Happy Independence Day 2017 Finland!

With the unique Slush 2016 tech event of last week now behind us here in Helsinki, Finland sets out to celebrate a hundred years of independence in 2017.

Independence day celebration being about history and looking back on our accomplishments, 100 is a very nice round figure for not only reflection on the past – but also to contemplate where we want to go next.

It goes without saying that there is a major cultural paradigm shift going on for our country, and as for the rest of the world, perhaps too. Over the next one hundred years, Finnish companies, like others, will have to make services and products that put the needs of the customers first, without compromises.

The global stage, especially the digital, is a very competitive one.

Finland has a long tradition of approaching product and service design from a technological standpoint. Perhaps this is a key element in what originally placed Nokia cellphones, as well as many other innovations, firmly on the global market. But equally importantly, we tend to base our design on the needs of our customers, as well as to approach industrial design and IT from a Nordic aesthetic standpoint.

Take the Iittala products, spatial design by Alvar Aalto, Visit Finland’s brand, and the Helsinki-Vantaa airport as prime examples.

For me, this year’s independence day celebration incorporates mixed emotions, as our current government seems to emphasize values that differ from many things that I most value in Finnish culture.

Finland is currently facing heavy cuts of budget on the overall education and cultural sector, and the startup spirit of the Slush event seems to have not hindered our decision makers from reducing the education budgets in Finland to the bare minimum.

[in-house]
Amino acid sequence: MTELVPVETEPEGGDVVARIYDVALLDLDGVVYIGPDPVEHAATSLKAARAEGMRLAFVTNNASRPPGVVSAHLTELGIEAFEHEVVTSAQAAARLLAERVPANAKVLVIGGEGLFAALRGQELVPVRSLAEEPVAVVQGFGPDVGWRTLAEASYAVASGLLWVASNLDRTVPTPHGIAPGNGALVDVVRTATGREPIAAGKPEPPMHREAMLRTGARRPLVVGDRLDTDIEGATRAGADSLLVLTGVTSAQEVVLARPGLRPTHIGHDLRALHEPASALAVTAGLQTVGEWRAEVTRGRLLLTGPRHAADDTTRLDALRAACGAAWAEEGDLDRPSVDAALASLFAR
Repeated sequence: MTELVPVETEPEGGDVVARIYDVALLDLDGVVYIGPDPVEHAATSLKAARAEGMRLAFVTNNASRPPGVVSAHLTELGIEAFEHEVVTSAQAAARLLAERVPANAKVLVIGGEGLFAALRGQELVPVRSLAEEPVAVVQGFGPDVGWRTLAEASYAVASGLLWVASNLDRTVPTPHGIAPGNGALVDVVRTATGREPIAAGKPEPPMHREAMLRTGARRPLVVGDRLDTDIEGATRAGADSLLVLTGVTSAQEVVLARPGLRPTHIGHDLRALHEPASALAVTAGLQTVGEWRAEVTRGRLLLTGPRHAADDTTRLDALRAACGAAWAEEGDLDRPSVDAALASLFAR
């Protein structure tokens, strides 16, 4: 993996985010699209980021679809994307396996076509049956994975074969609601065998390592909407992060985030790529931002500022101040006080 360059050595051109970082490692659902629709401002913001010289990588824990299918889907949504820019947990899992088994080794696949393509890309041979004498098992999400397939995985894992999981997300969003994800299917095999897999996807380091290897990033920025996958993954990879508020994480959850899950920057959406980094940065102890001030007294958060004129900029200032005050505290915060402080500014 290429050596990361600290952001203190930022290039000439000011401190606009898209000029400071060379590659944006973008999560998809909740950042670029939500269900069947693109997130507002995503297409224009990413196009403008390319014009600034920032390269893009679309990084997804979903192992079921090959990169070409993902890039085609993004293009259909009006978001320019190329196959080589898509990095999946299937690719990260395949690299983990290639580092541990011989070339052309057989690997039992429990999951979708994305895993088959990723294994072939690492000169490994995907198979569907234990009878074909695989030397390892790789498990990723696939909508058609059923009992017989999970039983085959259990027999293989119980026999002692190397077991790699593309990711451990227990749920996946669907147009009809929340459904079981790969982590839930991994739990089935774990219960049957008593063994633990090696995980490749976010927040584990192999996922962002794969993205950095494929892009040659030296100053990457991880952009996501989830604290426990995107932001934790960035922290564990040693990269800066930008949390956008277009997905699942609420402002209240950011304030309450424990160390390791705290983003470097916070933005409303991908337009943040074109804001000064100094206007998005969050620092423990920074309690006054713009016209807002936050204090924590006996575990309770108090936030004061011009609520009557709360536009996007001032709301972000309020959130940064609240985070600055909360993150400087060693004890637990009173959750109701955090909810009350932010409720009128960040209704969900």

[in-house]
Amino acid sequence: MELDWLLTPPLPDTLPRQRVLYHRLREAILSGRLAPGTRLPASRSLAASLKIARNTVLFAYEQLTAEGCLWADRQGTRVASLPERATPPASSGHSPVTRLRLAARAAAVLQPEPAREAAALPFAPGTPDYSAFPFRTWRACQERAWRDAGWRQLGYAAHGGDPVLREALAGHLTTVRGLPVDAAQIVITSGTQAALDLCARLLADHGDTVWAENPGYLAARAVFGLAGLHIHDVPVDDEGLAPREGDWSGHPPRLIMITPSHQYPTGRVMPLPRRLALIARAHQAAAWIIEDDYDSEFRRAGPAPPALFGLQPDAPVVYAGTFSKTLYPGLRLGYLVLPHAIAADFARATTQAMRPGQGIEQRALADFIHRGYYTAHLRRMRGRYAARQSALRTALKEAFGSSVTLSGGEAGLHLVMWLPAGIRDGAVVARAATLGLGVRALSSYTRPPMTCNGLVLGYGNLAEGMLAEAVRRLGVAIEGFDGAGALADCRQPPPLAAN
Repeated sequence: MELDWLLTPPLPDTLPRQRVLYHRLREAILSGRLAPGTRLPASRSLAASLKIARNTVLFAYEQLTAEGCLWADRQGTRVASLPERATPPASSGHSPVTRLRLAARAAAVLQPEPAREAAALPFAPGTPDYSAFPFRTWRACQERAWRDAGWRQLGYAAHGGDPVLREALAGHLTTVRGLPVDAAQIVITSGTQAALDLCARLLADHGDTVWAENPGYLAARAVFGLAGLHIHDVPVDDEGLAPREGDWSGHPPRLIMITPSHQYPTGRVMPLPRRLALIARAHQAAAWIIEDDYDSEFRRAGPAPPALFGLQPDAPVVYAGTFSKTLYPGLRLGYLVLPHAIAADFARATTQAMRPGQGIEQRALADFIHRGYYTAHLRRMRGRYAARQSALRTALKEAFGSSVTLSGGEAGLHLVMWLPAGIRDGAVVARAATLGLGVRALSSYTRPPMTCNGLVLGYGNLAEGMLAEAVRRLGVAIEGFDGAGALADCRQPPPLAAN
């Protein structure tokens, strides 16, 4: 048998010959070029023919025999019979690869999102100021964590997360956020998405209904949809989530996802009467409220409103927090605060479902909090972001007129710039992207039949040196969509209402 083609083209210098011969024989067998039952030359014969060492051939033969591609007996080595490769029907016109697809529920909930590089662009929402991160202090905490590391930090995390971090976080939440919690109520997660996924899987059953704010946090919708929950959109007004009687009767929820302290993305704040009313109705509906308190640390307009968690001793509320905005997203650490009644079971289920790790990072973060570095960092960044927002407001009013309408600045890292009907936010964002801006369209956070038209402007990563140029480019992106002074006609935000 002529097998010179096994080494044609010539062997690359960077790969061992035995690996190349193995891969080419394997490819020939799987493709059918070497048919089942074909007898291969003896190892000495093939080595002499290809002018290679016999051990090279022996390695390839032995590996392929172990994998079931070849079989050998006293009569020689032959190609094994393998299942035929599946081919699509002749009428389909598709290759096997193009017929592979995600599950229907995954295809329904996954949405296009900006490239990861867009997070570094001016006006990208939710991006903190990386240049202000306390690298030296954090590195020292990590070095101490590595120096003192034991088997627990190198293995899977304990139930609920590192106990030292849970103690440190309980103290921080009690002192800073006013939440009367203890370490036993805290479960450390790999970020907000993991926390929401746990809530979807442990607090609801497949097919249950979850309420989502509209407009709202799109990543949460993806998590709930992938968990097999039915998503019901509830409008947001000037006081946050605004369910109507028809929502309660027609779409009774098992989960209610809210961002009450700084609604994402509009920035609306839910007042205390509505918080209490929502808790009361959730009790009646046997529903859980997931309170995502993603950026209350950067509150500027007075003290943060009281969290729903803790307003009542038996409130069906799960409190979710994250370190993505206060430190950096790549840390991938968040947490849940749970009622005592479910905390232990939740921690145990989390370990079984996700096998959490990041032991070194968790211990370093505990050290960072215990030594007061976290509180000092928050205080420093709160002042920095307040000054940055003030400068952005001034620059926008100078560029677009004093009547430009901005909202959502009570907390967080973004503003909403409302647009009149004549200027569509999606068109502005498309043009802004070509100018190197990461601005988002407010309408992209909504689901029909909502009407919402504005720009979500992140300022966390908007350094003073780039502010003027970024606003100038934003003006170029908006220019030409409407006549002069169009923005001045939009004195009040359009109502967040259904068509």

However, without our education system and most Finns in the field of IT and design being professionals with a polytechnic institute or university level background, we would hardly be able to host such amazing events as Slush and we would certainly not have witnessed the success of Finnish design and technology globally.

Independence day celebration here in Finland also being largely about fighting the Russians during the Second World War it is a very curious fact that in the ongoing crisis in Middle-East – caused chiefly by the absurd and offensive politics of the United States – is a cause of little or no concern for many Finns – even so much so, that a small minority of us Finns would present racist attitudes towards refugees fleeing from war.

With that being said – I am very happy about being born a Finn and here, as there are still many heavy issues to tackle in many other places in the world.

Finnish women won the right to vote a hundred years ago, and Finland, in fact, was the very first country in Europe to grant women that right.

Equality between the sexes and equality among people from different backgrounds being a key element in how our parents built this country, I wish we as Finns could promote these kinds of values more, both in our own country as well as globally.

About Slush and the Helsinki Startup Scene

The annual startup event Slush, held in Helsinki, has become well-known as one of the most hip ones worldwide.